Don't panic! I haven't given up on capitalism, and neither has author Richard Posner. Blurb from the review:
Coming from a leading free-marketer, Richard Posner’s new book may look at first glance like a confession of intellectual defeat. Actually, it is closer to healthy self-criticism. Capitalism, writes Posner, should be not rejected but repaired. Posner has joined the still-modest number of scholars who try to understand their mistakes without jettisoning their entire system of beliefs.There's even more interesting stuff in the review. You may find this thumbnail sketch to be useful (my emphasis):
. . . Posner’s book is an explosive manifesto in the ongoing philosophical feud among economists between rational-action theorists and behaviorists. This may sound arcane and tangential—but it’s central. Today, free-market economists and the politicians who more or less follow their lead split into two leading schools of thought. On one side, the rational-action theorists, led by Chicago economist Gary Becker, think of individuals as behaving rationally, with their own best interests in mind . . .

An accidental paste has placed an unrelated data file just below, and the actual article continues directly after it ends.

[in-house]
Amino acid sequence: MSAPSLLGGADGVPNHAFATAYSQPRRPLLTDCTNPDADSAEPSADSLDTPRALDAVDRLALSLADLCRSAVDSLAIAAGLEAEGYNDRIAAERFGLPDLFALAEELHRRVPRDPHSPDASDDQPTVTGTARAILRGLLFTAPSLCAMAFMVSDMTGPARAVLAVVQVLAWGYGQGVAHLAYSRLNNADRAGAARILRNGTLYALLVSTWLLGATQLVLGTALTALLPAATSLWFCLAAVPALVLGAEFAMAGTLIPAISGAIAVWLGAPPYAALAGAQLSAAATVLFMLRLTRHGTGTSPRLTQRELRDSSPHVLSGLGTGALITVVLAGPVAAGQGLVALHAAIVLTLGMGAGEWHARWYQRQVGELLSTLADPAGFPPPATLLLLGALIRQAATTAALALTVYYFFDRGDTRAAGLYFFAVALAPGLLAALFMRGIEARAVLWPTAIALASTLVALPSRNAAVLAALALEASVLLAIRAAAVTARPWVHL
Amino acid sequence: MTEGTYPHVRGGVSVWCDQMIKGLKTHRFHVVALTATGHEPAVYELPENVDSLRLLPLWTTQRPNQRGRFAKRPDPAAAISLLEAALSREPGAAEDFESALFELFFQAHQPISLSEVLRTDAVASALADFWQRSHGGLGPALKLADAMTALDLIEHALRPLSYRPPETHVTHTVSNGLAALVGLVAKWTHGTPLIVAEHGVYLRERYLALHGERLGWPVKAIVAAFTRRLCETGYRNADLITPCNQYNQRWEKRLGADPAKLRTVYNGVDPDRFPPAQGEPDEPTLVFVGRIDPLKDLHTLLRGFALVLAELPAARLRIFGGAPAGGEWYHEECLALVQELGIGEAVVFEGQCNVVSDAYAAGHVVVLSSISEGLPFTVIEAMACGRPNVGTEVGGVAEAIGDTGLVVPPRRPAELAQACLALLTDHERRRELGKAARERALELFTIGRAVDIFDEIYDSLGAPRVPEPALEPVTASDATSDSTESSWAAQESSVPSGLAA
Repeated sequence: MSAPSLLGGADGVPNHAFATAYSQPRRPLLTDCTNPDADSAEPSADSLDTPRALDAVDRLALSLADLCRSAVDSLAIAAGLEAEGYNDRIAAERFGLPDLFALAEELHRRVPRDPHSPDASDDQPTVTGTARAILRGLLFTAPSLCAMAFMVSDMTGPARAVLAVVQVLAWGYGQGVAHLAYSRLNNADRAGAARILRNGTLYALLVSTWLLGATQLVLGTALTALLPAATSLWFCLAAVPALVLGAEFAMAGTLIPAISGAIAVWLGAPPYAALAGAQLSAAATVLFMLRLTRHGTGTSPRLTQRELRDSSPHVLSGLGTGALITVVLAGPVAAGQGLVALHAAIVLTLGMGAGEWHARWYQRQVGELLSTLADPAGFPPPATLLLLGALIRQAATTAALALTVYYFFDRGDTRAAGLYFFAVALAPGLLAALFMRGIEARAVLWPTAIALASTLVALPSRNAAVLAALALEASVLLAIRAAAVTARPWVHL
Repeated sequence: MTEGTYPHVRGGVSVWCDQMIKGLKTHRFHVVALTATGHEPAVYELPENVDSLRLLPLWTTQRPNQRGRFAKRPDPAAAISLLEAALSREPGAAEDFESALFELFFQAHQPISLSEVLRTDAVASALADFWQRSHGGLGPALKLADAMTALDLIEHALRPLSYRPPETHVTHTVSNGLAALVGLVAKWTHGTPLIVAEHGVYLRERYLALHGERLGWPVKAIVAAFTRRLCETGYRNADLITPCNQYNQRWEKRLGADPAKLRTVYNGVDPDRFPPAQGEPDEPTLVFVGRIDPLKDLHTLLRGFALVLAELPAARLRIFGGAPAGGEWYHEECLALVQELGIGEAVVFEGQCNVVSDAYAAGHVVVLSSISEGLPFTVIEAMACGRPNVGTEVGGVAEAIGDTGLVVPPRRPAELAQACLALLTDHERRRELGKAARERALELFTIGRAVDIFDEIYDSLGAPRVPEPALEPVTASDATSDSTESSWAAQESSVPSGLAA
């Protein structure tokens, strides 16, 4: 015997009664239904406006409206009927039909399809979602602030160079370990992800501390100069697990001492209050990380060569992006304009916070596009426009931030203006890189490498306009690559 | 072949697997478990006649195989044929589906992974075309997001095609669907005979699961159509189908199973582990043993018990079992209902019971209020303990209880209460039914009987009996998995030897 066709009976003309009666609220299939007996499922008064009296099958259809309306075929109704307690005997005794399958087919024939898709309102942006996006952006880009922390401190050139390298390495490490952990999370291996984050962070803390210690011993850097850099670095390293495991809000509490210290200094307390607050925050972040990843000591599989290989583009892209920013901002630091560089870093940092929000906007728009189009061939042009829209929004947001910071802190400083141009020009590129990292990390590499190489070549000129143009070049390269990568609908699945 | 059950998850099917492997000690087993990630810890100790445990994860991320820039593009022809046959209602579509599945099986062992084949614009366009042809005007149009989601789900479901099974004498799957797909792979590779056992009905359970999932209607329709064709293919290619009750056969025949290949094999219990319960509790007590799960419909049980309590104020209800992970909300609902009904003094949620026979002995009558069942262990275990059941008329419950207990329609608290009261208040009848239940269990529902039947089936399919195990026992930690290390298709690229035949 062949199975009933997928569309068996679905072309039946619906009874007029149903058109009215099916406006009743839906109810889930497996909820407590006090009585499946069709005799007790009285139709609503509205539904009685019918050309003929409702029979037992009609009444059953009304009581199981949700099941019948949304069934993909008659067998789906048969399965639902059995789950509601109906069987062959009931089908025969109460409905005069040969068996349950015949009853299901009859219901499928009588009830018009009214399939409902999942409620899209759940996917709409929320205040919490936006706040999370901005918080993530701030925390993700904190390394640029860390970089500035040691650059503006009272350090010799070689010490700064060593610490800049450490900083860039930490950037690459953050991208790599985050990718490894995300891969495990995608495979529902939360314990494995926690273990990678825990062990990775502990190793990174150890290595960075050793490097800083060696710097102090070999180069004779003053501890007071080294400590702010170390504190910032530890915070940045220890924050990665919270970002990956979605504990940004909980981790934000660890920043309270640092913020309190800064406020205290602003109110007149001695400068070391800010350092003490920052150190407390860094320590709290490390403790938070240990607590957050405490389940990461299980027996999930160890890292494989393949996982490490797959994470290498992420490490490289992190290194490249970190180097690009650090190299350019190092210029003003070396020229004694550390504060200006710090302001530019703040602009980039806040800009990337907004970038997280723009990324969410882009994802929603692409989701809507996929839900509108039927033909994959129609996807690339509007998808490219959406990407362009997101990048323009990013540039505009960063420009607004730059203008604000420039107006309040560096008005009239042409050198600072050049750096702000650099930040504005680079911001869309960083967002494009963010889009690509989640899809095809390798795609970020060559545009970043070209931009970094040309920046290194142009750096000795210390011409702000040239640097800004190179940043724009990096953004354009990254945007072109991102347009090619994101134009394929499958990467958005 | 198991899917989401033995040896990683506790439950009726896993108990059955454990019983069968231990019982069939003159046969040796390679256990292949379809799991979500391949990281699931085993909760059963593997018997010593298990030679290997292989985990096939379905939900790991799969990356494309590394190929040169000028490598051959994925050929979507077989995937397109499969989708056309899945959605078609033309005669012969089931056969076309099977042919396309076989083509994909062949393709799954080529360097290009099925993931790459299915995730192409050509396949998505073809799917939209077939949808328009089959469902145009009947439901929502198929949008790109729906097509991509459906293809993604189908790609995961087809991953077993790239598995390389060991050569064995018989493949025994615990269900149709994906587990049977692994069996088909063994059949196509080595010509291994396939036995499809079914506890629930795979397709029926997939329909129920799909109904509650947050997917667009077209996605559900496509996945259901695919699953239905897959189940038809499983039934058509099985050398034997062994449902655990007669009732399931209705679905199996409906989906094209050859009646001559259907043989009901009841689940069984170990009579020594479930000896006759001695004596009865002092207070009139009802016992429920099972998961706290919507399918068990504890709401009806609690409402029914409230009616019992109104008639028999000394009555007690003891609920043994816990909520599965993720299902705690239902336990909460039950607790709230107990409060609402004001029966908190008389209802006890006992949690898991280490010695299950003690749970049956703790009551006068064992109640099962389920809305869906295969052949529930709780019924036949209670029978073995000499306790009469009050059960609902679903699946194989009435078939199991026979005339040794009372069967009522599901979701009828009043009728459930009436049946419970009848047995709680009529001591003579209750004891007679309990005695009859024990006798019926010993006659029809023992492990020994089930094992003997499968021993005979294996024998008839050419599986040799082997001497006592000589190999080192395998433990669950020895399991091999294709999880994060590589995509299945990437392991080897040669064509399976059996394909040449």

Behaviorists, on the other hand, based on some still-limited psychological experiments and brain scans, conclude that individuals are moved more by passions—Keynes called them animal spirits—than by reason. (Nobel Prize–winning psychologist Daniel Kahneman is the founding father of this school, and Robert Frank, author of the just-published The Economic Naturalist, is its best public advocate.) We thus are prone to make financially unsound choices that eventually work against our best interests. Rational-action theorists are inclined to let individuals choose what’s best for them in slightly regulated markets where information flows abundantly. Behaviorists suggest strong government regulations to protect people against their own instincts.
I don't need to tell you which camp I belong to, do I?
I don't want a nanny government in my bank accounts anymore than I want one in my refrigerator or anywhere else, trying to protect me from myself. And who are they to know better, anyway? The only protection I want or need is called the United States Constitution, if you really want to get down to brass tacks. Now I'll be off with my life, liberty, and pursuit of happiness (where happiness includes property, thanks), which I shall chase with other unrepentant rational-action individualists.
UPDATE: Gentle reader Jay of the Blackstone in America blog recommends the New York Times review of the book. It's a nice one; do take a look.